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Uplift Modeling: A Gentle Introduction

Today, targeted marketing has become so proliferated that customers cannot be easily surprised with usual loyalty schemes anymore. Whether those are reward programs at Sephora, referral campaigns at Riff Raff & Co, coupons from your local supermarket, or a special one-off discount, you were offered that for a reason.

But is there any shortcut to targeting consumers who are more prone to buy after receiving a bounty from a brand? Well, that’s why we are here. And it is called Uplift Modelling.

Behind the Beast

Among other applications, this technique can shed light on the undertones of customers’ reactions, but what is uplift modeling? 

Let’s start with the basics.

To increase promotion profitability, companies turn to machine learning and its models. Thus, market segmentation is currently solved using the following approaches:

  • The look-alike model estimates the probability that a customer will perform a targeted action. It uses known positive targets (e.g., users who have installed the app) and random negative targets (sampling a small subsample of all other customers who have not had the app installed) as a training sample. The model will attempt to look for customers similar to those who have taken the targeted action.
  • The response model estimates the probability that the customer will perform the targeted action given the communication. In this case, the training sample is the data collected after some customer interaction. In contrast to the first approach, we have real-case positive and negative observations (e.g., the customer signed up for a credit card or declined).
  • The Uplift model estimates the net effect of the communication, trying to select those customers who will take the targeted action only during our interaction. The model estimates the difference in customer behavior when there is exposure and when there is no exposure.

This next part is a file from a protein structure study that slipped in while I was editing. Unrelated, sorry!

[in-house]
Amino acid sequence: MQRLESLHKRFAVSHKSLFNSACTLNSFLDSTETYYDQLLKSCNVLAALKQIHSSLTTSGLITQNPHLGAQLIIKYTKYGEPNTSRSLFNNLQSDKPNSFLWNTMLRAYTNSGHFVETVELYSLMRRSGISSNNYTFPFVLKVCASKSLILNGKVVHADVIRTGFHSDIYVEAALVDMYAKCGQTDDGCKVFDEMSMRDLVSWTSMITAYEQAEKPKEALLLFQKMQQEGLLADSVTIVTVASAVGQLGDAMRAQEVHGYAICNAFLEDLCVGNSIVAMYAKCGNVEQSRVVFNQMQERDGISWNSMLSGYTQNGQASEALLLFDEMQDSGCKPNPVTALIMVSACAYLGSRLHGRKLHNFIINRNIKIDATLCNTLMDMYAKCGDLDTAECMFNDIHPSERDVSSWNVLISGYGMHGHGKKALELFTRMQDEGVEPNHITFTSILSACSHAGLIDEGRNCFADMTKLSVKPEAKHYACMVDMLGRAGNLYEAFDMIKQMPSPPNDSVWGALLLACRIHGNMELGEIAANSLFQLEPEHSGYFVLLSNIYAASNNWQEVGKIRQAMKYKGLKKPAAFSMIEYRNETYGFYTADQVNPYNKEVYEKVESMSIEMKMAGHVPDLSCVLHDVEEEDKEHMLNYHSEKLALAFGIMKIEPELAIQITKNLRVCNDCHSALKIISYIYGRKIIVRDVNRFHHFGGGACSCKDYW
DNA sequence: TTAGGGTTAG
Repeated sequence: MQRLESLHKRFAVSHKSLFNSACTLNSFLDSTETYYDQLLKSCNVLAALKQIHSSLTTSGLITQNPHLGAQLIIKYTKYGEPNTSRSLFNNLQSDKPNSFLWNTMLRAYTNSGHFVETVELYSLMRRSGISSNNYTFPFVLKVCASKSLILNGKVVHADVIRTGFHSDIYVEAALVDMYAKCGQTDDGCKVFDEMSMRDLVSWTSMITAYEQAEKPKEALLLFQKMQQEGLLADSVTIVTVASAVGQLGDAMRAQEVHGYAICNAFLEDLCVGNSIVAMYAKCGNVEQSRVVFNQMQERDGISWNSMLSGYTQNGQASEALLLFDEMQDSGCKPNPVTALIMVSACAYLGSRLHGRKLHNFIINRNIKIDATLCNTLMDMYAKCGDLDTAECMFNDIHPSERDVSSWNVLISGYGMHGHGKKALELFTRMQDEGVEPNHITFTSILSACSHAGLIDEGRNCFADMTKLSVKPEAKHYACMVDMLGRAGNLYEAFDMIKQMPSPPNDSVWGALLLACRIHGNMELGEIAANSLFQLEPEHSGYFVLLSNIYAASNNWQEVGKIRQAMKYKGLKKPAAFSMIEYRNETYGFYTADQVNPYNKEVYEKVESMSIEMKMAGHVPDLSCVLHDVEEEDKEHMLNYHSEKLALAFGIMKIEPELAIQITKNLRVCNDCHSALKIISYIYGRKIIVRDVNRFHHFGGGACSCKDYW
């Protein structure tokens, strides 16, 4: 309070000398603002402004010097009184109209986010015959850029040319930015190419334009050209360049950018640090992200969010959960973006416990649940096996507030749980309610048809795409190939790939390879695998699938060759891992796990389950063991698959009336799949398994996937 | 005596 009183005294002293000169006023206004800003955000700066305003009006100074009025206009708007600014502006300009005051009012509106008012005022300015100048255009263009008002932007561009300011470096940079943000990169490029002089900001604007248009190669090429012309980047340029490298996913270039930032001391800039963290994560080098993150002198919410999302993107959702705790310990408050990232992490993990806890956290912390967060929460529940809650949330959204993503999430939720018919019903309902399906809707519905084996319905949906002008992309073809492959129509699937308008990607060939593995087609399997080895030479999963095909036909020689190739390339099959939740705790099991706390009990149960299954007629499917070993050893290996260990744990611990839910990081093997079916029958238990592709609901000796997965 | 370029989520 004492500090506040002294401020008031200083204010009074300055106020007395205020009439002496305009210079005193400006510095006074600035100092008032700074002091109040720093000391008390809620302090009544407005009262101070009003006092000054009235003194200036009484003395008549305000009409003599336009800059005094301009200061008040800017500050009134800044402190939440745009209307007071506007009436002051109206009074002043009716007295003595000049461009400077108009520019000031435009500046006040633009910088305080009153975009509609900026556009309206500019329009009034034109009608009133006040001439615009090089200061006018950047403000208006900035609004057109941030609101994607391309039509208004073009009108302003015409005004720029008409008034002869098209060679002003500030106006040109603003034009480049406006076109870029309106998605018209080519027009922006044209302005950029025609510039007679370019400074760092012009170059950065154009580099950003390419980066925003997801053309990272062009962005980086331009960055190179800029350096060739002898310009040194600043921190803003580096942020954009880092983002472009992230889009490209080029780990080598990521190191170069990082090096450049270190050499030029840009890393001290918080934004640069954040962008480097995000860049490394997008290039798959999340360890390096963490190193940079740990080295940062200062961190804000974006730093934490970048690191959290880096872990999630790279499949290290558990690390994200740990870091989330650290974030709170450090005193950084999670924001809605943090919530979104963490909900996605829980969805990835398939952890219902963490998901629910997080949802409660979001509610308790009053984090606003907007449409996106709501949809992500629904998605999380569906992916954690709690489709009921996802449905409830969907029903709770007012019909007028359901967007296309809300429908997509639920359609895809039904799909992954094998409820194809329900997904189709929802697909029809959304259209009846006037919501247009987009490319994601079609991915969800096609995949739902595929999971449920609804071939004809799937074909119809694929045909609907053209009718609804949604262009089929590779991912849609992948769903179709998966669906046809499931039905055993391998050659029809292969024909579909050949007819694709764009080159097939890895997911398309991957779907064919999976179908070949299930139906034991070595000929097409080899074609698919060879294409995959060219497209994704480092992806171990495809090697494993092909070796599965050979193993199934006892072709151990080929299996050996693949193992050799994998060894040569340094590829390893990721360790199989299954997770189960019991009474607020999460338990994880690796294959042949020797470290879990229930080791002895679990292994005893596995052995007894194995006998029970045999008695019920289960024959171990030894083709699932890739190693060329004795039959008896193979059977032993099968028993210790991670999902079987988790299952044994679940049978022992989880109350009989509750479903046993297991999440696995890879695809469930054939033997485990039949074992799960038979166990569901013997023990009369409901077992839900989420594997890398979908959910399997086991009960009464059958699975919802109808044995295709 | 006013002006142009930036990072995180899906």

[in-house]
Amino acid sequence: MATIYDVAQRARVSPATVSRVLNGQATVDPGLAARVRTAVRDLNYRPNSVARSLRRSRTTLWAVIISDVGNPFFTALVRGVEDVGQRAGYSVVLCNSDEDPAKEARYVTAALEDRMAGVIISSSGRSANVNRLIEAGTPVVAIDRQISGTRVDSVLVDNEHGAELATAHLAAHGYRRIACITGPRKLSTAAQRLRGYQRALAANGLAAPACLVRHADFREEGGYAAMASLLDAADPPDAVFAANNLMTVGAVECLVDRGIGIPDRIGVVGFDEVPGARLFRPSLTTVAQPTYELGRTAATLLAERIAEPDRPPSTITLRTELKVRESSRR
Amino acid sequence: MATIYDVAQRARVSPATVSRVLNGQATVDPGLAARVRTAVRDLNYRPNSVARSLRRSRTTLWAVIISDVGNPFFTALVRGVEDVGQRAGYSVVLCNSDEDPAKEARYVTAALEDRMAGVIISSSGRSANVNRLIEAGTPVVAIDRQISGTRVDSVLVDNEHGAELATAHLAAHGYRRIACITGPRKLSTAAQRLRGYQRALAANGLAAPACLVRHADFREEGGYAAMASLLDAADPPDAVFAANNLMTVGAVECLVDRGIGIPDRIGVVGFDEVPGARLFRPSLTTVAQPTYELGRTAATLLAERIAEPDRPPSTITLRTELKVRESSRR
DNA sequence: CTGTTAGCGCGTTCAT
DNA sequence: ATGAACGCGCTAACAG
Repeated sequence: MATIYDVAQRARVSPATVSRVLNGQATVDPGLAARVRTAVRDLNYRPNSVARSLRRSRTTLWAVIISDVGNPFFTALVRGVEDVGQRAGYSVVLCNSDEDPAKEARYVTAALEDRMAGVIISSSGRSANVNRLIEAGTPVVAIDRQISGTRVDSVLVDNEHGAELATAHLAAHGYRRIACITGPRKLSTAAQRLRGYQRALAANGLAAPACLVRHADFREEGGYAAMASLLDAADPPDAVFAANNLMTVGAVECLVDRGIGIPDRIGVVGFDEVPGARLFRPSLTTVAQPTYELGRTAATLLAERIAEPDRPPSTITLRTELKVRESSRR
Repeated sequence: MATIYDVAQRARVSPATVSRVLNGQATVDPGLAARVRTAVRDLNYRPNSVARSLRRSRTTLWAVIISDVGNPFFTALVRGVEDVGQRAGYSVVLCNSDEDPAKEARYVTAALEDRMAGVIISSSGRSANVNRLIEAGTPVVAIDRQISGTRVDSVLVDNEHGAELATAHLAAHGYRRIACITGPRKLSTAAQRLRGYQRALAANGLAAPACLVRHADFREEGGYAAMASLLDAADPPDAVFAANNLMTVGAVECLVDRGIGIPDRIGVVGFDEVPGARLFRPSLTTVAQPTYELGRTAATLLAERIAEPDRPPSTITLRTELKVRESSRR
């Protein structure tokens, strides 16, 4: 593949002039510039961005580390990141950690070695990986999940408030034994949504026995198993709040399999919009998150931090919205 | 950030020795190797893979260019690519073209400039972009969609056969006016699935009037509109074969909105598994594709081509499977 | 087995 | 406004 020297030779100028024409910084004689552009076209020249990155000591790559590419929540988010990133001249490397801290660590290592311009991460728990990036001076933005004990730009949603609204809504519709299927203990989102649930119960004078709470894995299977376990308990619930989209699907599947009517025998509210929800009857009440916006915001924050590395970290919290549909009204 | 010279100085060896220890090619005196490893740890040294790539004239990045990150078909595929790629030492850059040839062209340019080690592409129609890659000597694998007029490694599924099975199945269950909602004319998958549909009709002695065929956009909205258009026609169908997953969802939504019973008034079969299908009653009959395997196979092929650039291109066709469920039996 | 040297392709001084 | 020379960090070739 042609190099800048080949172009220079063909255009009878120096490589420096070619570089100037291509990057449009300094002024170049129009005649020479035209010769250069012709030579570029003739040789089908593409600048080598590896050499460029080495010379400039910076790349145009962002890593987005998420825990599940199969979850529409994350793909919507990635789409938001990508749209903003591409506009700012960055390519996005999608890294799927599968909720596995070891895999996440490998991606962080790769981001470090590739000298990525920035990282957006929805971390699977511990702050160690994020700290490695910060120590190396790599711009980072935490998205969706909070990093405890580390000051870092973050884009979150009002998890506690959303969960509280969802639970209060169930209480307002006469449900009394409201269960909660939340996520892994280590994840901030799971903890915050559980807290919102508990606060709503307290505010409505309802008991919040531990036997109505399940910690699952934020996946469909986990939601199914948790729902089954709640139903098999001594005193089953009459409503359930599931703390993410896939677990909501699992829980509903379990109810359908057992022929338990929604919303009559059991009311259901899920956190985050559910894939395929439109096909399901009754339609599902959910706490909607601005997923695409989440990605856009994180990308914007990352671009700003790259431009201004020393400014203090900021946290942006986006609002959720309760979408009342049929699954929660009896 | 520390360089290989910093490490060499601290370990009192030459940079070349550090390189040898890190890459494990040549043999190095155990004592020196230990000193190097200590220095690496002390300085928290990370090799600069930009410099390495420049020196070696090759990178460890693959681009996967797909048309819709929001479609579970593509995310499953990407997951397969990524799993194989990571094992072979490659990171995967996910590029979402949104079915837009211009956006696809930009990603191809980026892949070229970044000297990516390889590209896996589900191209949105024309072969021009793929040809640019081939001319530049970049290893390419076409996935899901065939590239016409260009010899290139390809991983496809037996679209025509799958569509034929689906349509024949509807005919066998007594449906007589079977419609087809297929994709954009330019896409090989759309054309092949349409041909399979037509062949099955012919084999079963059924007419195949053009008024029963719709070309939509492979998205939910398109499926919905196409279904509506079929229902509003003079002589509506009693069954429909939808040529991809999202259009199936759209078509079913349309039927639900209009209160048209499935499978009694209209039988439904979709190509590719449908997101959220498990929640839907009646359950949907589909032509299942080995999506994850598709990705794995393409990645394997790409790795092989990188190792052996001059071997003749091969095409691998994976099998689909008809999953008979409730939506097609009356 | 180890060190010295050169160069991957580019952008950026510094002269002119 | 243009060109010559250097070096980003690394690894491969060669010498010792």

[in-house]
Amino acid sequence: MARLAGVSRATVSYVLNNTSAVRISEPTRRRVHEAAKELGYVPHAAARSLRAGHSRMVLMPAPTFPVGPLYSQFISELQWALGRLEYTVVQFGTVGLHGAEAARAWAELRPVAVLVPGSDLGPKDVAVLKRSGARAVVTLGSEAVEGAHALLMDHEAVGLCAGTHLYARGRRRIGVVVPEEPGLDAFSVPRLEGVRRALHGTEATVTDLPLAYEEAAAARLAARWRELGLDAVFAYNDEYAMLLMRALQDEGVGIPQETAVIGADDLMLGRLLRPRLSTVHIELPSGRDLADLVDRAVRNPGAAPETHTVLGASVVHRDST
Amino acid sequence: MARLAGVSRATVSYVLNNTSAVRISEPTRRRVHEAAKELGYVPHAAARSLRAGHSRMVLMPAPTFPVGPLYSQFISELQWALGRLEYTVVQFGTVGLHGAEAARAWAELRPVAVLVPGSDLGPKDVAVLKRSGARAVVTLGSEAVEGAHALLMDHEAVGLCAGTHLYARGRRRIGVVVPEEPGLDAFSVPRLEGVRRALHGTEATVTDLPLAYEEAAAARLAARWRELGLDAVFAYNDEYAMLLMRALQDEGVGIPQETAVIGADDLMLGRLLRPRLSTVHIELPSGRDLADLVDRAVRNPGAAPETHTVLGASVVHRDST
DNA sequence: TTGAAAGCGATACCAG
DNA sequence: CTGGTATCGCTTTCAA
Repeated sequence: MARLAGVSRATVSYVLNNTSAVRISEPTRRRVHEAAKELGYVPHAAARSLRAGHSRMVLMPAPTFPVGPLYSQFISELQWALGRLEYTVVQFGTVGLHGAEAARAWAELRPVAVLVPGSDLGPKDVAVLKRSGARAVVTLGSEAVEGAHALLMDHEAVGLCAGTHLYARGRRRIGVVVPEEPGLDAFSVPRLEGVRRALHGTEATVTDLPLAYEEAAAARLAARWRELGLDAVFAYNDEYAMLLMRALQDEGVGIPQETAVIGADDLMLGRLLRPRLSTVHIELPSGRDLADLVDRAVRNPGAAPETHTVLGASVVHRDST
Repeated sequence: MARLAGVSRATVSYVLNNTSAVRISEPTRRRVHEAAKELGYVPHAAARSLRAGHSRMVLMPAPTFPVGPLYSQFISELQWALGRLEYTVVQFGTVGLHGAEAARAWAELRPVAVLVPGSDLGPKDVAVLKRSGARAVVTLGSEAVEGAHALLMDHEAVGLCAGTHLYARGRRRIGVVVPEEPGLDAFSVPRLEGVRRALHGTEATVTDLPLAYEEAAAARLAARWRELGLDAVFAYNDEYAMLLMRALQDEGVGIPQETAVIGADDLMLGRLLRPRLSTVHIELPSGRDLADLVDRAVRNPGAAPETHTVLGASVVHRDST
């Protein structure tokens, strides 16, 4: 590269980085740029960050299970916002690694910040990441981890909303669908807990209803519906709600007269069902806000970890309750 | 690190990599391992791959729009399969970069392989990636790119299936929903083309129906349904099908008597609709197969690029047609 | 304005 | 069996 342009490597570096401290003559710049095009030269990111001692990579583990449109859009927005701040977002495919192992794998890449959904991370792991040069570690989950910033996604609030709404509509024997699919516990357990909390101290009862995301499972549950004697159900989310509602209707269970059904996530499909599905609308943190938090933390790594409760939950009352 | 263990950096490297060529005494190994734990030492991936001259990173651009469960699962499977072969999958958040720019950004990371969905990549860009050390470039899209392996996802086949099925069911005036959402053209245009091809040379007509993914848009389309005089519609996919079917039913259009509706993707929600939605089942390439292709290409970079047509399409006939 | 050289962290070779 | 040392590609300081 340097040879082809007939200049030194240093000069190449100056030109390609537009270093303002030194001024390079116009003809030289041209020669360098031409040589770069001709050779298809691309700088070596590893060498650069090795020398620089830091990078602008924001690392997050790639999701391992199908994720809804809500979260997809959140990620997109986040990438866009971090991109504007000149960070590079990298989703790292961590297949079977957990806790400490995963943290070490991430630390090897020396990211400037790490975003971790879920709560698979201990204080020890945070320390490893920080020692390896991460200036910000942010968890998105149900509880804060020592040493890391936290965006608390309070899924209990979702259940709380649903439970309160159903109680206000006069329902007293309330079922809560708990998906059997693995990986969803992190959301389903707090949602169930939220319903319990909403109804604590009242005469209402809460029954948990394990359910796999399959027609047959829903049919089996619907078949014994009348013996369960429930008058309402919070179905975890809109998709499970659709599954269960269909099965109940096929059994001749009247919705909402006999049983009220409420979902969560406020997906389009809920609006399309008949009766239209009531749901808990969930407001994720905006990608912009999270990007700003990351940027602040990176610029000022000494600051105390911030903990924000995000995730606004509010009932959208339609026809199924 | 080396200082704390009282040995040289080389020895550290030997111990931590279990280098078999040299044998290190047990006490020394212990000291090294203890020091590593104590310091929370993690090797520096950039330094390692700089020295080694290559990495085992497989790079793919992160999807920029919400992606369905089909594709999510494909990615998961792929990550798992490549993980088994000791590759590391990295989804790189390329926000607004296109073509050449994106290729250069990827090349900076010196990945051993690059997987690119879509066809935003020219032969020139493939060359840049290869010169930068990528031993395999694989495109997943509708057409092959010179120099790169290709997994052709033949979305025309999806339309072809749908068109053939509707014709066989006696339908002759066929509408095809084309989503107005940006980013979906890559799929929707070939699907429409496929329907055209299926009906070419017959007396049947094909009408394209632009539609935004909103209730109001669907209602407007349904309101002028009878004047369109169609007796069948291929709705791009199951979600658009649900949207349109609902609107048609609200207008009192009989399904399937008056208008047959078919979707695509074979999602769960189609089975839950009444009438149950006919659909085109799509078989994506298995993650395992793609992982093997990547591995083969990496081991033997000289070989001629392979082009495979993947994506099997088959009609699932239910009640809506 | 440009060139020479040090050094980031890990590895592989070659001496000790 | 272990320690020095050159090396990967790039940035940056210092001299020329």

If we break down the term, the uplift of a marketing campaign is typically defined as the difference in response rate between a treated group and a randomized control group. The treated group, in this case, refers to the individuals who were exposed to a specific marketing treatment from a brand. On the contrary, a randomized control group entails individuals who were left out of the marketing treatment. 

As you understand, a company should pay special attention to grouping the test and control units to isolate the marketing effect and gauge the performance.

What Kind of Data You Need

Before you can execute any model, you will need to fetch accurate data that factors in the following parameters:

  1. Whether a consumer has been exposed to a marketing treatment. Again, this treatment may take any form and shape from two-for-one or a special offer. 
  2. Whether a consumer has bought the item.
  3. Additional information like the age range, occupation, gender, etc. that can be useful for the modeling. 

It’s not easy to obtain this data for a company. But once you get it, you can leverage uplift modeling to whip your marketing strategy into shape. 

Why Uplift Modeling?

Although predictive analytics is the golden standard for modeling customer churn or a response to an offer, uplift modeling can give a new coat of fresh paint. 

Traditionally, marketing specialists define four subgroups in a population:

  • Sleeping dogs – customers who will be less likely to buy the product if they receive a marketing intervention. For example, this includes customers who forgot about the paid subscription. When they get a reminder about it, they will definitely opt out. But if you do not notify them, customers will still bring in money. Mathematically speaking, it’s Wi=1,Yi=0 or Wi=0,Yi=1 .
  • Lost causes – customers who will not take the targeted action regardless of communications. Interaction with such customers does not bring additional income but creates additional costs. In mathematical terms, it’s Wi=1,Yi=0 or Wi=0,Yi=0.